Kumiko S. McKee - In This Life Images - Living in the Dead Zone

Gallery > In This Life > Living in the Dead Zone

Living in the Dead Zone
Oil painting with newspaper collage on masonite
60 x 40 inches
2004 - 2006


Art Statement of “Living Dead Zone”
September 2006

I came across the photograph (image A) in the New York Times Newspaper on January 19, 2005 while I was collecting news articles for my painting and it caught my attention immediately. The photograph was incredibly shocking and heartbreaking—a girl bursting into tears, bloodstains were everywhere, her face, dress, and her hands were soaked red with blood. As I read the article, I learned that her parents were killed right in front of her and both her hands were wet with the blood of her parents…I felt deep sympathy for her. Photographer Chris Hondros who took the photo, witnessed the entire scene while he photographed each moment of the tragic event.

According to the story from his interview with CNN, the U.S. soldiers shot the car at a checkpoint since the car didn’t stop when the soldiers signalled to the driver to stop and there was a heighten fear of suicide bombers. As the result, an Iraqi man and his wife, who where sitting in the front seat of the car, were killed instantly by the gunfire and was witnessed by their six children including the little girl in the photograph who were also in the car. The family was just driving on the way home at night and may not have seen the sign signalling them to stop. After understanding the situation, the U.S. soldiers rushed to help.

The lives of the six children were instantly turned upside down from that moment…their parents were killed right in front of them and they now have to live with this tragic memory as orphans. I can’t imagine the deepness of the scar in their hearts from witnessing how their parents were killed.

After seeing this photograph and knowing the story, I was motivated to paint this piece. It was heart breaking to paint such a scene and I don’t know how many times my hands stopped painting for a while to think about these people and the children in Iraq who are often caught in the middle of the conflict.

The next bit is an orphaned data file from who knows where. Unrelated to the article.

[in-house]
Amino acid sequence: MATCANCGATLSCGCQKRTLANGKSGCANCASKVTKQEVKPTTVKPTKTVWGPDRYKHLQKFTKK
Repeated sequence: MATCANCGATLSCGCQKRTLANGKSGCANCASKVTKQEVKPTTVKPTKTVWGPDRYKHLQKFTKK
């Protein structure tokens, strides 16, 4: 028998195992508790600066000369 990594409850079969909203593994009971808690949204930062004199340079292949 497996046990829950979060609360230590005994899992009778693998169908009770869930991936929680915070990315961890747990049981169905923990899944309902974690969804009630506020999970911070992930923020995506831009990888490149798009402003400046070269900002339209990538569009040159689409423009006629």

Kumiko S. McKee

Reference used for the painting:

Image A
Photo by Chris Hondros

Image B
The photo I took as a reference for my painting

Image C
Image of girl from my painting

Symbols and key elements in the painting:

Iraqi Flag
The Iraqi flag in my painting is the most recent one that has three stripes—red, white, and black, with three green stars and the Arabic words “Allahu Akbar (God is Great)” in stylized Kufic script inside the white stripe.

From July 31, 1963 until January 13, 1991, the Iraqi flag had three stripes of red, white, and black, with three green stars inside the white stripe. Then during the first Gulf War, Saddam Hussein decreed to have the words “Allahu Akbar (God is Great)” added between the stars. It is said that the words on the flag were written in Saddam's own handwriting.

Since 2004, the flag has been replaced with a similar flag with the words “Allahu Akbar (God is Great)” written in stylized Kufic script, instead of Saddam’s handwriting.

White Bird or Dove
You can see the shape of a white bird or dove coming towards the girl when you see the negative image of the shadow. The dove symbolizes “hope” or “peace” in some countries and the pigeon symbolizes “peace” in Japan.

Yin and Yang
You can see that the light and dark areas around the girl and the Arabic words create a shape similar to the “Yin and Yang” symbol. The girl or "humanity" is in the dark side and the Arabic word “Allah (god)” is in the light side.

Yin and Yang